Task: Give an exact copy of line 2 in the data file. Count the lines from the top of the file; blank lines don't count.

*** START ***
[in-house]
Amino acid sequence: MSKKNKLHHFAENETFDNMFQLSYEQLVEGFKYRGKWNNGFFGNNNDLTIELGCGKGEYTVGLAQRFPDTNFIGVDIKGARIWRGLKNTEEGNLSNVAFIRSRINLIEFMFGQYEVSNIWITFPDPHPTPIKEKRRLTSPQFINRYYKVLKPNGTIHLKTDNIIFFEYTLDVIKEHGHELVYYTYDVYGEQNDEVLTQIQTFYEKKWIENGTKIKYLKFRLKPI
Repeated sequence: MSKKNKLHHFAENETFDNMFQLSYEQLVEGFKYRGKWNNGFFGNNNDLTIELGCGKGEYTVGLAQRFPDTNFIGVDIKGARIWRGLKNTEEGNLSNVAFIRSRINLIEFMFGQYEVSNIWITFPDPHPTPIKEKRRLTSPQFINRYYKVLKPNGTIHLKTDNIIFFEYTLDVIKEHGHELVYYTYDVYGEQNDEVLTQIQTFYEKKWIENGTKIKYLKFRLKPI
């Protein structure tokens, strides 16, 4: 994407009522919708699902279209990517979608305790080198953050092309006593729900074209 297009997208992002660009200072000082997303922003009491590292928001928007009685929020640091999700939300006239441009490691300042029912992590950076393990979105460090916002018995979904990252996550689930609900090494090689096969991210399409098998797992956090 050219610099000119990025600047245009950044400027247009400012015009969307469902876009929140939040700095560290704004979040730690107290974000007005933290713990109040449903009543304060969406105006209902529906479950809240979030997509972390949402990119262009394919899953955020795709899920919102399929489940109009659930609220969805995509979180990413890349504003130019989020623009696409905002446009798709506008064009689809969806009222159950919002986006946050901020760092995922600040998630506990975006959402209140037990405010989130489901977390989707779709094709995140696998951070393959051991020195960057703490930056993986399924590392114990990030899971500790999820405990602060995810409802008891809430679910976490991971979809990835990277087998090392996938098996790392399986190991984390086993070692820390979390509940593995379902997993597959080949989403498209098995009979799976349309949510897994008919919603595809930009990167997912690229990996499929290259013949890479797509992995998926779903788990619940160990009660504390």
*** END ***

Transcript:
Amino acid sequence: MSKKNKLHHFAENETFDNMFQLSYEQLVEGFKYRGKWNNGFFGNNNDLTIELGCGKGEYTVGLAQRFPDTNFIGVDIKGARIWRGLKNTEEGNLSNVAFIRSRINLIEFMFGQYEVSNIWITFPDPHPTPIKEKRRLTSPQFINRYYKVLKPNGTIHLKTDNIIFFEYTLDVIKEHGHELVYYTYDVYGEQNDEVLTQIQTFYEKKWIENGTKIKYLKFRLKPI